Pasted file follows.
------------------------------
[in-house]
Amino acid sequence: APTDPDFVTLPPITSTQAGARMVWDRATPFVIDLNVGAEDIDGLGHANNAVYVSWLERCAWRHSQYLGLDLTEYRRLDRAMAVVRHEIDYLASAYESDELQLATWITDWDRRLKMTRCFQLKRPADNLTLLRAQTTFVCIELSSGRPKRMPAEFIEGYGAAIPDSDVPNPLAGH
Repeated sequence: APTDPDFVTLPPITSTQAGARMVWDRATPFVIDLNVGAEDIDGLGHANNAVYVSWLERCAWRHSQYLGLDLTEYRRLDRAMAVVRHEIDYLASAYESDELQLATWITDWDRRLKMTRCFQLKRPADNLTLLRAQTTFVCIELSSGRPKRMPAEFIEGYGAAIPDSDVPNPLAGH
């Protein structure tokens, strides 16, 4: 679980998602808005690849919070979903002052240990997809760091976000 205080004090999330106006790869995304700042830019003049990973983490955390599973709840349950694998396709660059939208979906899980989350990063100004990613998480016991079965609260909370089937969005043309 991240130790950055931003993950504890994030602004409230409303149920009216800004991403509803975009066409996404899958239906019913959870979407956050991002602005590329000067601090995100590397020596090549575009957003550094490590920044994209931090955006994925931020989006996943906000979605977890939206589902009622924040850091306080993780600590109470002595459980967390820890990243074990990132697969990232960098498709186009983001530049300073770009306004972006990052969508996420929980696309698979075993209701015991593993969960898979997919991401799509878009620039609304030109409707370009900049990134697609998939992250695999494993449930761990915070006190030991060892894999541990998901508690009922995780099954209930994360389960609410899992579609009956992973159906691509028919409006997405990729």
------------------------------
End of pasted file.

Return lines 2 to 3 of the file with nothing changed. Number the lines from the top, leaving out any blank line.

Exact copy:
Amino acid sequence: APTDPDFVTLPPITSTQAGARMVWDRATPFVIDLNVGAEDIDGLGHANNAVYVSWLERCAWRHSQYLGLDLTEYRRLDRAMAVVRHEIDYLASAYESDELQLATWITDWDRRLKMTRCFQLKRPADNLTLLRAQTTFVCIELSSGRPKRMPAEFIEGYGAAIPDSDVPNPLAGH
Repeated sequence: APTDPDFVTLPPITSTQAGARMVWDRATPFVIDLNVGAEDIDGLGHANNAVYVSWLERCAWRHSQYLGLDLTEYRRLDRAMAVVRHEIDYLASAYESDELQLATWITDWDRRLKMTRCFQLKRPADNLTLLRAQTTFVCIELSSGRPKRMPAEFIEGYGAAIPDSDVPNPLAGH